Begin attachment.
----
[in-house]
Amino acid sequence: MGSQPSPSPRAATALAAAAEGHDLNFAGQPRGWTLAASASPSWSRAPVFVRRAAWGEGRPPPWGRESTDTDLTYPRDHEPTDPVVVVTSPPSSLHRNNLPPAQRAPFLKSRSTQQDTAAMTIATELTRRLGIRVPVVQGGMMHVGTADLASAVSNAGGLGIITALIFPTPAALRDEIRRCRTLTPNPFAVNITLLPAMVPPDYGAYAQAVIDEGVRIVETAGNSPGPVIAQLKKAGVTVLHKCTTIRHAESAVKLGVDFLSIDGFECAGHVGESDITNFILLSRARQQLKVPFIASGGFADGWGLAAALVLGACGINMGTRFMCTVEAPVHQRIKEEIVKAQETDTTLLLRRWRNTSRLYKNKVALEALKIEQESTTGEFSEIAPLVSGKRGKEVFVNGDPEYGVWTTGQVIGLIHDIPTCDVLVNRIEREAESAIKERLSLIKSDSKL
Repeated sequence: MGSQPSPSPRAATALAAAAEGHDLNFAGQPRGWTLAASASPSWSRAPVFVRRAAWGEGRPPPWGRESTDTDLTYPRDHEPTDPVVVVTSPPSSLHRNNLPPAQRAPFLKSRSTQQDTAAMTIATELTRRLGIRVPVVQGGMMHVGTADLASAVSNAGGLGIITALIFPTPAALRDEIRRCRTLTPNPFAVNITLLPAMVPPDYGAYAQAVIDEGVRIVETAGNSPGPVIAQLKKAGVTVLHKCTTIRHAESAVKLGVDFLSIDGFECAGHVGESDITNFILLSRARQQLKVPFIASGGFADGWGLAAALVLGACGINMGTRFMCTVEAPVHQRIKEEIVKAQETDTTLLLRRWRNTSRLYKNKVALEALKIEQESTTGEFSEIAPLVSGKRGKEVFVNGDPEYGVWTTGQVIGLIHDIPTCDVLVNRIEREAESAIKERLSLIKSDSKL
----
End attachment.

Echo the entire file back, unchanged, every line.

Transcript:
[in-house]
Amino acid sequence: MGSQPSPSPRAATALAAAAEGHDLNFAGQPRGWTLAASASPSWSRAPVFVRRAAWGEGRPPPWGRESTDTDLTYPRDHEPTDPVVVVTSPPSSLHRNNLPPAQRAPFLKSRSTQQDTAAMTIATELTRRLGIRVPVVQGGMMHVGTADLASAVSNAGGLGIITALIFPTPAALRDEIRRCRTLTPNPFAVNITLLPAMVPPDYGAYAQAVIDEGVRIVETAGNSPGPVIAQLKKAGVTVLHKCTTIRHAESAVKLGVDFLSIDGFECAGHVGESDITNFILLSRARQQLKVPFIASGGFADGWGLAAALVLGACGINMGTRFMCTVEAPVHQRIKEEIVKAQETDTTLLLRRWRNTSRLYKNKVALEALKIEQESTTGEFSEIAPLVSGKRGKEVFVNGDPEYGVWTTGQVIGLIHDIPTCDVLVNRIEREAESAIKERLSLIKSDSKL
Repeated sequence: MGSQPSPSPRAATALAAAAEGHDLNFAGQPRGWTLAASASPSWSRAPVFVRRAAWGEGRPPPWGRESTDTDLTYPRDHEPTDPVVVVTSPPSSLHRNNLPPAQRAPFLKSRSTQQDTAAMTIATELTRRLGIRVPVVQGGMMHVGTADLASAVSNAGGLGIITALIFPTPAALRDEIRRCRTLTPNPFAVNITLLPAMVPPDYGAYAQAVIDEGVRIVETAGNSPGPVIAQLKKAGVTVLHKCTTIRHAESAVKLGVDFLSIDGFECAGHVGESDITNFILLSRARQQLKVPFIASGGFADGWGLAAALVLGACGINMGTRFMCTVEAPVHQRIKEEIVKAQETDTTLLLRRWRNTSRLYKNKVALEALKIEQESTTGEFSEIAPLVSGKRGKEVFVNGDPEYGVWTTGQVIGLIHDIPTCDVLVNRIEREAESAIKERLSLIKSDSKL